US housing market may hold key to Ferguson’s fortunes as firm releases bumper profits and dividends

Russ Mould
2 October 2018

“Sometimes management teams can be forgiven for wondering quite what they have to do to keep shareholders happy and Ferguson’s chief executive John Martin may be asking himself that very question today,” says Russ Mould, AJ Bell Investment Director. “The shares are down even as the plumbing and heating equipment specialist unveils strong growth in sales and profits and a 21% increase in its dividend payment to round out a year that also saw the firm pay out a special dividend and complete a £500 million share buyback programme.”

“Investors’ concerns seem to focus on the UK and a comment about September’s sales growth rate coming in a little below that of August.

“UK organic sales fell 0.1% year-on-year in the fourth quarter, the second drop in three, and by more than that, if the effect of branch closures and business disposals are taken into account.

Source: Company accounts. Financial year to July.

“However, a restructuring is already under way in the UK and it is by no means impossible that Ferguson could one day look to sell the operation, just as it disposed of its Scandinavian unit, Stark, and is now looking to sell its remaining Central European business, Wasco. 

“The UK represents just 5% of group profits so its contribution must also be kept in perspective. A powerful performance from the USA meant that overall group sales growth accelerated on an organic basis in the final quarter of the year.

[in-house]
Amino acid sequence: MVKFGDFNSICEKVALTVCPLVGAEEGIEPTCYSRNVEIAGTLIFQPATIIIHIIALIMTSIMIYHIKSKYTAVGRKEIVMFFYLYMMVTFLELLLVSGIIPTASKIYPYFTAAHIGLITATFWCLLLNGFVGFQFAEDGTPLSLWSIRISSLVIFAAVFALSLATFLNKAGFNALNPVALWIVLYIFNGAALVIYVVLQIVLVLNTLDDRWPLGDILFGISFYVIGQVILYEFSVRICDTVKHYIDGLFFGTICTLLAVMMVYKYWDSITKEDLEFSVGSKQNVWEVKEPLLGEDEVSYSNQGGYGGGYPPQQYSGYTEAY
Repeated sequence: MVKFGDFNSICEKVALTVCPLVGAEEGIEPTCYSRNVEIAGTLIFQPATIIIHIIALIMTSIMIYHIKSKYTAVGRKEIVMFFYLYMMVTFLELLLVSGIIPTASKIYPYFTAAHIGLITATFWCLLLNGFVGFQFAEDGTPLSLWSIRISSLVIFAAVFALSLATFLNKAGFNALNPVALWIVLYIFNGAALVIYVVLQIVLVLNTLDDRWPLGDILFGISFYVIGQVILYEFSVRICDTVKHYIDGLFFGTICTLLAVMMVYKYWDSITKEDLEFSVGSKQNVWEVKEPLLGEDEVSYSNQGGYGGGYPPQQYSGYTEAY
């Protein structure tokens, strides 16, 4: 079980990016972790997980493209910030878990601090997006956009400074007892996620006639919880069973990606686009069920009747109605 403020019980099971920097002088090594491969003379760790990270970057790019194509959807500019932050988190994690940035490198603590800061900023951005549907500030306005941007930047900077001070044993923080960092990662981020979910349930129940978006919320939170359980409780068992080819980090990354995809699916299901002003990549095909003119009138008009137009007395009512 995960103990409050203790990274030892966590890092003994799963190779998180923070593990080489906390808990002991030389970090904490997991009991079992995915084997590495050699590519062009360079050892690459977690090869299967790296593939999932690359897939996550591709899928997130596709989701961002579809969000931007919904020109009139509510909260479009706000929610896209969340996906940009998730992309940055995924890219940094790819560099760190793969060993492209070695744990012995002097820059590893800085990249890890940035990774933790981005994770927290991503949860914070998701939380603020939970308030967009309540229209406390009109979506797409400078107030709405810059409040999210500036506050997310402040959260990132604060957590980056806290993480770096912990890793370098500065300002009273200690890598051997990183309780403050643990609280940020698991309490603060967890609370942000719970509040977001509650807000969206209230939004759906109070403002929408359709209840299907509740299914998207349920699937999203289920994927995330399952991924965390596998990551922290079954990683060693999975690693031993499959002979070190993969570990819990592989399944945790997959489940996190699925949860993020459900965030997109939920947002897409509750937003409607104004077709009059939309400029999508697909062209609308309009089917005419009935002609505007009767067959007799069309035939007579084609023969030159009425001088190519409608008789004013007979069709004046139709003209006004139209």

Source: Company accounts. Financial year to July.

“Investors are therefore better off keeping an eye on the US operations, where organic growth reached 9.9% in the fiscal year just ended, compared to a 6% to 7% growth rate in Ferguson’s target markets.

“The housing, commercial, infrastructure and industrial markets all grew rapidly, which should not have been a surprise given the most recent US GDP growth numbers and the sugar rush provided by President Trump’s tax cuts.

“Residential represents half of Ferguson’s US sales and as such the housing industry is vital to the firm. 

“The good news, it could be argued, is that US new building permits, private housing starts and new housing sales are still nowhere near their pre-crisis highs.

“In August, permits came to 1.25 million (against the September 2005 high of 2.26 million), new starts reached 1.28 million (against January 2006’s peak of 2.27 million) and new housing sales of 629,000 is no higher than 1995 levels and miles below the July 2005 high of 1.39 million.  

“As such you could say that there is still so much to go for.

“Equally, the fact that activity levels are still so tepid relative to 2005-07 after a 10-year economic upturn would question whether those numbers will be seen again this cycle, especially as US interest and mortgage rates are now going up and house prices are back at record highs, based on the S&P/Case-Shiller index.

“These factors may explain why new building permit momentum looks to have slackened a little in the US over the summer, even if growth in housing starts and housing sales remained strong.

“As such, investors will need to stay alert, even if an eighth straight increase in the annual dividends suggests that the dark days of 2008-10, when the US housing market collapsed,  are well behind us.”

Source: Company accounts. Financial year to July.

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